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Tech from Silicon Valley to Shenzhen
  1. Regulation that supports innovation, demand and consumers | Australian Energy Regulator
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  3. Regulation & the Economy
  4. Understanding Southeast Asia As One Tech Market

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Regulation that supports innovation, demand and consumers | Australian Energy Regulator

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Local sites. Connect with us. Risk and regulatory transformation EY — Global. Read more Read less. Latest thinking Four strategies for banks preparing for regulation in the digital age Marc Saidenberg 14 Jan Our latest thinking. Show more Show less. Direct to your inbox Stay up to date with our Editor's picks newsletter.

How EY can help Global Regulatory Network Our Global Regulatory Network, consisting of former regulators and bankers from the Americas, Asia and Europe, provides strategic insights on financial regulation that helps clients adapt to the changing regulatory landscape. Read more. Risk transformation We help boards and CxOs build agile and risk-aware organizations that make better decisions to achieve their strategic objectives.

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Welcome to EY. Mobile-first and mobile-only is a key principle to understand. Smartphones are the very first personal computers for many in Southeast Asia and other emerging markets. As one interviewee explains, in Myanmar alone, people leapfrogged from basically using nothing to a 90 percent mobile penetration. Similarly, smartphone adoption in is expected to hit 67 percent in Indonesia, 71 percent in the Philippines, and 73 percent in Myanmar.

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While it is clear that technology will provide important solutions to local problems, key infrastructure is severely needed and just starting to develop in many of the developing nations. Our findings show that there is a pervasive stereotype toward many countries in Southeast Asia that there is a fundamental lack of tech talent.

In Cambodia, for example, one may not find AI experts very easily, but there is an abundance of app and e-commerce site developers. To succeed as a tech startup, many resources are needed and are impossible to obtain from one country. Singapore is already suffering from a tech talent crunch as it aims to add 1, fintech jobs every year, and Taiwan has a legacy in the hardware industry with an abundance of hardware and software engineers coming from their universities—as 25 percent of all their degrees are in engineering.

This talent could be leveraged substantially for Southeast Asia. Thailand also has a great pool of web designers. Meanwhile, in the Philippines, some tech startups are solving the tech talent crunch by investing in skilling up their engineers in data science and AI by themselves. The startup ecosystem has been growing so fast that most governments in Southeast Asia lack legal frameworks for companies to operate efficiently.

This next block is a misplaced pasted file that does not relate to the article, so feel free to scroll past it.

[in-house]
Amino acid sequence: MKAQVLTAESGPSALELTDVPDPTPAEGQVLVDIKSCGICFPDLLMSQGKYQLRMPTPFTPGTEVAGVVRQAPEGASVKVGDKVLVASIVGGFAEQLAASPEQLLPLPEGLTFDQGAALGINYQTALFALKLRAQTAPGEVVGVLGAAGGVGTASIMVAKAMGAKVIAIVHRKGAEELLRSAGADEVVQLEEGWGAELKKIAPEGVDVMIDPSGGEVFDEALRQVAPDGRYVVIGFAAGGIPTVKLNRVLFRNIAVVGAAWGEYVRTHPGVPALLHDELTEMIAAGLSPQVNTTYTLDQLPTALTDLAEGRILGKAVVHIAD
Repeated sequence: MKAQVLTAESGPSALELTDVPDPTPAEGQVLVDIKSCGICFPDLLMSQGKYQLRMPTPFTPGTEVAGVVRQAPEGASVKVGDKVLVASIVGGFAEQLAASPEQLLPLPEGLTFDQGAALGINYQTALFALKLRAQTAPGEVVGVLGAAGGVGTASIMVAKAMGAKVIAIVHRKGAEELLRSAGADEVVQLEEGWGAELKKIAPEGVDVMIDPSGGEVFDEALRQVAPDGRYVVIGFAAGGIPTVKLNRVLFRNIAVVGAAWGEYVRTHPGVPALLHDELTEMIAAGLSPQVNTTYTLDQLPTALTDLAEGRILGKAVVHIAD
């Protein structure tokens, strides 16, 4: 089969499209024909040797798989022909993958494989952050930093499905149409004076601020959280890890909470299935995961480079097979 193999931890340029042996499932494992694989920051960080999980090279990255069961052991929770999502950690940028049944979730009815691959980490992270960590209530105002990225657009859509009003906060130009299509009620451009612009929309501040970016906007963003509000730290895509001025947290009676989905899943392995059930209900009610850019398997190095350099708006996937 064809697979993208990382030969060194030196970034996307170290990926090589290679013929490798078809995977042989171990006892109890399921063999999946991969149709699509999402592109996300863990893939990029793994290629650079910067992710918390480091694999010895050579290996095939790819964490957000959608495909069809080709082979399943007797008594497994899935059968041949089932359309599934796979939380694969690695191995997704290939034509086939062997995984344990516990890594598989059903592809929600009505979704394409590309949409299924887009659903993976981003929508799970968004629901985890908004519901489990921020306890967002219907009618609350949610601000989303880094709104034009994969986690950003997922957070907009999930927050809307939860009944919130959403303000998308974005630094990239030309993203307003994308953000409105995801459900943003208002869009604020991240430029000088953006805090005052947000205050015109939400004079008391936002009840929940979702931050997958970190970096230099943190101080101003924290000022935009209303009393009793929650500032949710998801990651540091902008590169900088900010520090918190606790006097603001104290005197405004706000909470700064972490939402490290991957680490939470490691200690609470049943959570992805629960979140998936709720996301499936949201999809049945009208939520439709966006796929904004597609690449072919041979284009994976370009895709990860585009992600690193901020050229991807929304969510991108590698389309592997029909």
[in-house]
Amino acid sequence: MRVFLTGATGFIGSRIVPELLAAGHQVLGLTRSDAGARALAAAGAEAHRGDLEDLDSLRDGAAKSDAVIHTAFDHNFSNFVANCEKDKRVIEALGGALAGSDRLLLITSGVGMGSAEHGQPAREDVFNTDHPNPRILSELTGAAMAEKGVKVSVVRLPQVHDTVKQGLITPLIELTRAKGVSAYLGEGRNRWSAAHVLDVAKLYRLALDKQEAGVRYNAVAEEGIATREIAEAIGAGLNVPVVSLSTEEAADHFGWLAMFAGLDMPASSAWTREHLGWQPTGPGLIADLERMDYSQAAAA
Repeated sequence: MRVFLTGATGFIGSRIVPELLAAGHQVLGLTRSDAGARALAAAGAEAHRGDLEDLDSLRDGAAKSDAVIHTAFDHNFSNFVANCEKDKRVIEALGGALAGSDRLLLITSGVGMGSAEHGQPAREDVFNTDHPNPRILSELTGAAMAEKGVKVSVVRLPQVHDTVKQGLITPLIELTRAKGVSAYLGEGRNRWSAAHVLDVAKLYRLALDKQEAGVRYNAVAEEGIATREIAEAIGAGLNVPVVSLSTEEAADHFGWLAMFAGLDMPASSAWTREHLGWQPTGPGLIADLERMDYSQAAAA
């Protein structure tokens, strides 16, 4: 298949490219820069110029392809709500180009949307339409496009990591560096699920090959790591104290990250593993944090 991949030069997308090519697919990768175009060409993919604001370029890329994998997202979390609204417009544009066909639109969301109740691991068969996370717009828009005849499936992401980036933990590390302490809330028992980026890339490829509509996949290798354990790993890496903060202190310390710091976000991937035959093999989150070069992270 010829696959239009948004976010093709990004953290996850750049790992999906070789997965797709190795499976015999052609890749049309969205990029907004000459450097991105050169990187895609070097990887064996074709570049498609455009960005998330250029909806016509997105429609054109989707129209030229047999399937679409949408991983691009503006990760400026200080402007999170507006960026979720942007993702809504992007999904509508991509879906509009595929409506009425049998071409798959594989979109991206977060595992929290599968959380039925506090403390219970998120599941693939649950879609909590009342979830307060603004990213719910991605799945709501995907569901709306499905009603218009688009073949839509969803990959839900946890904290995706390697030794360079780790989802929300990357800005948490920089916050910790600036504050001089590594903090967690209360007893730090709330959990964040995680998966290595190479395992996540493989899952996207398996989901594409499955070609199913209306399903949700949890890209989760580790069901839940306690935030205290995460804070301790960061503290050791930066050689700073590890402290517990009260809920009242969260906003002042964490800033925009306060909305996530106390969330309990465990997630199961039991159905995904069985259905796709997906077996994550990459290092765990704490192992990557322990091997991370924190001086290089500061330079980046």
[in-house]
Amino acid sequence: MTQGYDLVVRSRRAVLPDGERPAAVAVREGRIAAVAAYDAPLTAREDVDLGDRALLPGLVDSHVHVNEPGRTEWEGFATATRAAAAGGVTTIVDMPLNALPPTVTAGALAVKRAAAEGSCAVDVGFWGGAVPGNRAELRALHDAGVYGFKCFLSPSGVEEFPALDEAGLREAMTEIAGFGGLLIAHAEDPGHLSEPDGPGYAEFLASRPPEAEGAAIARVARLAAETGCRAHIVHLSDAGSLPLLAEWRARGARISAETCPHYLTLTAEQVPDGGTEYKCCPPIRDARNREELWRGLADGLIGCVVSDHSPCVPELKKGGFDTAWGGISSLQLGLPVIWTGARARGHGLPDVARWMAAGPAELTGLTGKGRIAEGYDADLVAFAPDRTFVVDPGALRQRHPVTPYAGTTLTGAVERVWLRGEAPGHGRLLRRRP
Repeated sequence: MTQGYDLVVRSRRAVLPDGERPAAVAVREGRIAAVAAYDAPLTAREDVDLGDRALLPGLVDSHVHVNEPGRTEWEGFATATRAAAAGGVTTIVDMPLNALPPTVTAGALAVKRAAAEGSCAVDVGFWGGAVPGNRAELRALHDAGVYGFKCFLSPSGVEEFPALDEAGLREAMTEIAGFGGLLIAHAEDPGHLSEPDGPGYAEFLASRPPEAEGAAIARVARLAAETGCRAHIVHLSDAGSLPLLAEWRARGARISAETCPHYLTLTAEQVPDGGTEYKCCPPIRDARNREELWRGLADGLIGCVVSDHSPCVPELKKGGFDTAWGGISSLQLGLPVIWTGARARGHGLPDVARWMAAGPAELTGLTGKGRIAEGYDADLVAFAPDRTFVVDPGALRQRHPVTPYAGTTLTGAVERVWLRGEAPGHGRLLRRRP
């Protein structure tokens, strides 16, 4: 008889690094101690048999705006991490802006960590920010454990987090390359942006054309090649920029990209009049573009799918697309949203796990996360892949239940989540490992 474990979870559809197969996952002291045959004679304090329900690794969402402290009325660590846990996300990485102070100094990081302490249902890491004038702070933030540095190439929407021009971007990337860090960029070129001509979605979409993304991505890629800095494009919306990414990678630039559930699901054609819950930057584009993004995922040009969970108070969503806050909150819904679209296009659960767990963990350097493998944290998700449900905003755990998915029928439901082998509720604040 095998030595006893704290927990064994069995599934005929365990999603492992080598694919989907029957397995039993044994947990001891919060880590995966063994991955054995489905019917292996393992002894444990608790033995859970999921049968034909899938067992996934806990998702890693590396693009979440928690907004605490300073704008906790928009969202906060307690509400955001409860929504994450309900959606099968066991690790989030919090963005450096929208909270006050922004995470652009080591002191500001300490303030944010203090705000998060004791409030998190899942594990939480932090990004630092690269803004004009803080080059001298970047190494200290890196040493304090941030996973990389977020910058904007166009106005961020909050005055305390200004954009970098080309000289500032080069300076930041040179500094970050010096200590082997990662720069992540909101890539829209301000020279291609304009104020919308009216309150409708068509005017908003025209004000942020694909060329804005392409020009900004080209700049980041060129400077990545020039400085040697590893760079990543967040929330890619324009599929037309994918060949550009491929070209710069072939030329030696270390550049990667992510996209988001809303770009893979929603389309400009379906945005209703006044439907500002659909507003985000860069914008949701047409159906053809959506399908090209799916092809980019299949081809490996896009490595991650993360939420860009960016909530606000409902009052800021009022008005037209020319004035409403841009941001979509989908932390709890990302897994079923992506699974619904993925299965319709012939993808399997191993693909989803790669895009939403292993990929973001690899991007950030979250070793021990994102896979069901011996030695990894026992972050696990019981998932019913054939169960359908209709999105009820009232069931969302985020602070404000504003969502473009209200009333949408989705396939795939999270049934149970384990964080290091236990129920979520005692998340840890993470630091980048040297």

Regulation & the Economy

For example, Vietnam is a new market economy, and the right frameworks to invest in startup companies are nonexistent. The same situation goes for the Philippines regarding investment frameworks, but its government is seriously looking into charting regulations and how they apply to SMEs and startups.

Therefore, many startups from the region choose to incorporate in Singapore as an alternative. Taiwan, on the other hand, is launching strong deregulation efforts and creating a string public and private partnerships through Taiwan Tech Arena and with the launch of the startup visa that is possible to get within four to six weeks.

Understanding Southeast Asia As One Tech Market

In Cambodia, as a few of our interviewees explained, there are issues stemming from a complete lack of formal regulation. While this makes it easy and cost-effective to open an office there, the lack of regulation encourages ambiguous interpretations that could lead to corruption, inefficiencies and red tape. The result is a lot of wasted time and resources figuring out how to comply with this red tape and make the process smoother, which can ultimately kill margins. To succeed as a tech startup, many key resources, mentors and partnerships are needed—and are impossible to obtain from one country alone in Southeast Asia.

Therefore, startups need to leverage several countries at once. As an example of a distributed model to follow, startups could be incorporating and pitching investors in Singapore, leveraging corporate partnerships and investments in Thailand, setting a programming team in Vietnam, picking AI or IoT talent in Taiwan, establishing offices in Taiwan or Malaysia and getting startup visas within four weeks.

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Targeting test markets such as Myanmar or Cambodia and a growth market such as Indonesia are the ways forward. Internet technology through smartphone penetration—and increasingly with distributed ledger networks such as blockchain—will provide a platform for people to solve large-scale problems.